Animals have been killed and examined a few minutes after fermented
liquor had been placed in their digesting bags, and the ardent spirit
has been found in great quantity in their supply-pipes, their hearts,
and their nerve-marrows and brains.

But some doubt does yet remain as to what the exact nature of the
influence is which the ardent spirit exerts, when it has been
introduced into these inner recesses of the living body in small
quantity, and as much diluted by admixture with water as it is in
most beers. Some persons, whose opinions can not be held to be
without weight, believe that diluted spirit is capable of aiding the
nourishment of the body—of acting as a sort of food. Others of equal
authority are convinced that it can do nothing of the kind.

But however the matter may appear regarding the power of ardent spirit
to nourish, no doubt can be entertained of the fact, that it certainly
is not a necessary food. There is actually nothing of a material kind
in the bodies of human creatures, which is not also present in the
frames of the irrational animals. The same kind of structures have to
be nourished, and the same kind of bodily powers to be supported in
oxen and sheep as in men. But oxen and sheep fatten, and grow strong,
and are maintained in health without ever touching so much as a single
drop of ardent spirit. There are hundreds of men, too, who preserve
their vigor and health up to great ages, without even tasting fermented

It must also be admitted that there are great numbers of people who
use fermented liquors in moderation every day, of whom the same can
be said. But it is to be feared that those who are safely moderate in
their employment of these treacherous agents, are a really small band
compared with those who allow themselves to be continually within the
reach of unquestionable danger. In the United Kingdoms of Great Britain
and Ireland, with a population amounting to rather less than thirty
millions of individuals, when the numbers were lately reckoned, there
were yearly sixty-one millions of gallons of ardent spirit consumed as
beer; thirty millions of gallons as spirits; and nearly two millions of
gallons as wine.

There is, yet again, another very important point of view from which
the habitual moderate use of fermented liquors must be contemplated.
A pint of strong beer is in itself no very great thing. Many people
swallow it almost at a single draught, and in less than a minute. The
trifling act, however, entails one serious consequence when it is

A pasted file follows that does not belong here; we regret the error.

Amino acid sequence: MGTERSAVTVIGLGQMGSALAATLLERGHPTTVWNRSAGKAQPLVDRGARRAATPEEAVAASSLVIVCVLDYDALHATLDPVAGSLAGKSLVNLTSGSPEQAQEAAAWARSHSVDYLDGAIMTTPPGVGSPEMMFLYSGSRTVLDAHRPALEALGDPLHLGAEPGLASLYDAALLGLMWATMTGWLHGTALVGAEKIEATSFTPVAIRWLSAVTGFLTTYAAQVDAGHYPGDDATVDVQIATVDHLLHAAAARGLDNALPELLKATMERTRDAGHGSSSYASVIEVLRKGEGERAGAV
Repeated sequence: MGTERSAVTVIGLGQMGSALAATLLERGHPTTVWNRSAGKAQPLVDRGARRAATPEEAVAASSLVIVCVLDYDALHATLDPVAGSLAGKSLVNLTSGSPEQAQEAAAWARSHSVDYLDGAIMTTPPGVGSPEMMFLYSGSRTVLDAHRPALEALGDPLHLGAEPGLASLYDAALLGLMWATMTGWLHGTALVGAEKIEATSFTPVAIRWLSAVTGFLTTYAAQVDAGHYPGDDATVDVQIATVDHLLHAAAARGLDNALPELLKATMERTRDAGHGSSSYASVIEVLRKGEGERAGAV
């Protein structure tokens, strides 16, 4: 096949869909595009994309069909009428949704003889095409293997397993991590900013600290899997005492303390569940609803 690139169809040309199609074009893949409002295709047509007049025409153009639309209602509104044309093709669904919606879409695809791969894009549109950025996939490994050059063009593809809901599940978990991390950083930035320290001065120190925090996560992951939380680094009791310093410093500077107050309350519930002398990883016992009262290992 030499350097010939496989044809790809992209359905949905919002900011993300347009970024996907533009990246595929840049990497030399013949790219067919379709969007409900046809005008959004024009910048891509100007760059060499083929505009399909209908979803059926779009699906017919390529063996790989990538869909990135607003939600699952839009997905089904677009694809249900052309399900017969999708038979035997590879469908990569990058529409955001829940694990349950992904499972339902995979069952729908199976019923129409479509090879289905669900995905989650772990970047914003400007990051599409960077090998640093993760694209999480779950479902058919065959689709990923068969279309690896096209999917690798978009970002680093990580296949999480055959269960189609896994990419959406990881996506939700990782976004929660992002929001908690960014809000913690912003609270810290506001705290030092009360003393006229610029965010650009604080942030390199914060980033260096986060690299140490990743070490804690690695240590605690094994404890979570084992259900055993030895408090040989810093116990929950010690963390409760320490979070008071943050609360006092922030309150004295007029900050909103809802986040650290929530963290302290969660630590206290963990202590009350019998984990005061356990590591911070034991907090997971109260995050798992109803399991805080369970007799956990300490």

performed day by day. A pint of strong beer cannot be bought at a less
cost than threepence. Threepence a day, at the end of a year, amounts
to £4 11s. 3d. If it be only laid by and made no use of, at the end
of sixty years, it amounts, under the same circumstances, to £273. If
employed, instead of being laid by, it might be improved at the end of
sixty years into a large fortune. Hundreds of men have made thousands
of pounds with smaller means.

Money, of course, is of no great value in itself; it is only of value
when applied to good service. But herein lies the gist of the matter.
Money always can be made good use of. If a young man at the age of
eighteen begin to lay by threepence every day, instead of buying a pint
of beer with it, and continue to do the same thing for two years, he
may purchase with the saving an allowance of £10 a year, to commence
at the age of sixty-five years, and to be continued as long as he may
thereafter happen to live. If he laid by threepence a day for five
years, he could purchase with his savings, at the end of that time, an
allowance of ten shillings a week, to commence at the age of sixty-five
years. If a young man at eighteen begin to lay by threepence a day,
and continue to do the same thing from year to year, he may at once
purchase the certainty of being able to leave behind him a little
fortune of £300 for his wife or children, or any other relatives who
may be dear to and dependent upon him, whenever death puts an end to
his earthly labors! Surely no rational and prudent man would ever think
even 22,000 pints of profitless beer an equivalent for such a result of
his industrious labor. It is by no means too strong an expression to
speak of the beer as profitless, for this reason: A gallon of strong
beer contains a quarter of a pound of nourishment, bought at the cost